2018 General Convention Blog

The Episcopal Church Budget

July 12, 2018

Having emerged from the “black hole” known at General Convention as PB&F (Program, Budget, and Finance Committee) I am happy to report that the House of Bishops and the House of Deputies adopted, without amendment, the budget for the next triennium for The Episcopal Church. 

The Budget adopted is a missionary document. It takes our Presiding Bishop's priorities of evangelism, racial reconciliation and justice, and care of creation and places them at the center of our life together. In addition, it rearranged the structure of the previous budget, including staff positions and program areas to better align with these three priorities. It holds the foundations of our polity, governance, legal, and administrative framework as the framework upon which we build our mission. 

The budget at General Convention is first set forth by the Finance for Mission (FFM) sub-committee of Executive Council, the interim body of individuals who govern The Episcopal Church between General Conventions. FFM consults with staff and publishes drafts to solicit feedback on the budget. Several months before General Convention, FFM turns the budget over to the Program Budget and Finance Committee which is charged with presenting a balanced budget to General Convention.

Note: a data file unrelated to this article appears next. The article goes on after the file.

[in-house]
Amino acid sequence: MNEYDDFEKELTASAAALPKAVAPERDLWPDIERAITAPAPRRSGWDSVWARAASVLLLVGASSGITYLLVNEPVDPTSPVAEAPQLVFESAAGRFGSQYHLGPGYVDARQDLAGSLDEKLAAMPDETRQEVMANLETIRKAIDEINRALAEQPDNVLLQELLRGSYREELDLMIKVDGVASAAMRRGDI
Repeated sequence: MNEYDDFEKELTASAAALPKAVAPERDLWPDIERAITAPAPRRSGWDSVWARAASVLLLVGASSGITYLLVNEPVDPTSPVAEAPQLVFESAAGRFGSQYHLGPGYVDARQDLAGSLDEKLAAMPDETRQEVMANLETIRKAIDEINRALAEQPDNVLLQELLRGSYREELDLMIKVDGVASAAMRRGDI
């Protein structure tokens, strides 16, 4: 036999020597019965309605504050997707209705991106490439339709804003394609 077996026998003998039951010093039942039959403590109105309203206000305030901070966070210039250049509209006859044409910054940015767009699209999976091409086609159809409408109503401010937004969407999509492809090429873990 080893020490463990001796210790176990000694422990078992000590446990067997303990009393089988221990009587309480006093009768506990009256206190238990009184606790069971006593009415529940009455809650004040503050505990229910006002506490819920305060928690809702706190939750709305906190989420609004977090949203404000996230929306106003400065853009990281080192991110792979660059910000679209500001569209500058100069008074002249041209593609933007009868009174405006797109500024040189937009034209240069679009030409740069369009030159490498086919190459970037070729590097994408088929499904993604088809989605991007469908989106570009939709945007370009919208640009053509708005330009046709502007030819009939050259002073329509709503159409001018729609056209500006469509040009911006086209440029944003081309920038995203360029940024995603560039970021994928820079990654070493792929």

At General Convention, we hold hearings and take resolutions passed by both houses asking for funds and weigh the resolutions against one another for incorporation in the budget. This year, we had requests for over $15 million to be included above and beyond the $134 million dollars already in the budget. Proposed were 40 task-forces to address various projects over the next three years and significant requests for prayer book revision, racial reconciliation, and evangelism. We heard moving testimony from a number of people regarding funding in the budget, and engaged in grace-filled debate as we worked towards the final budget.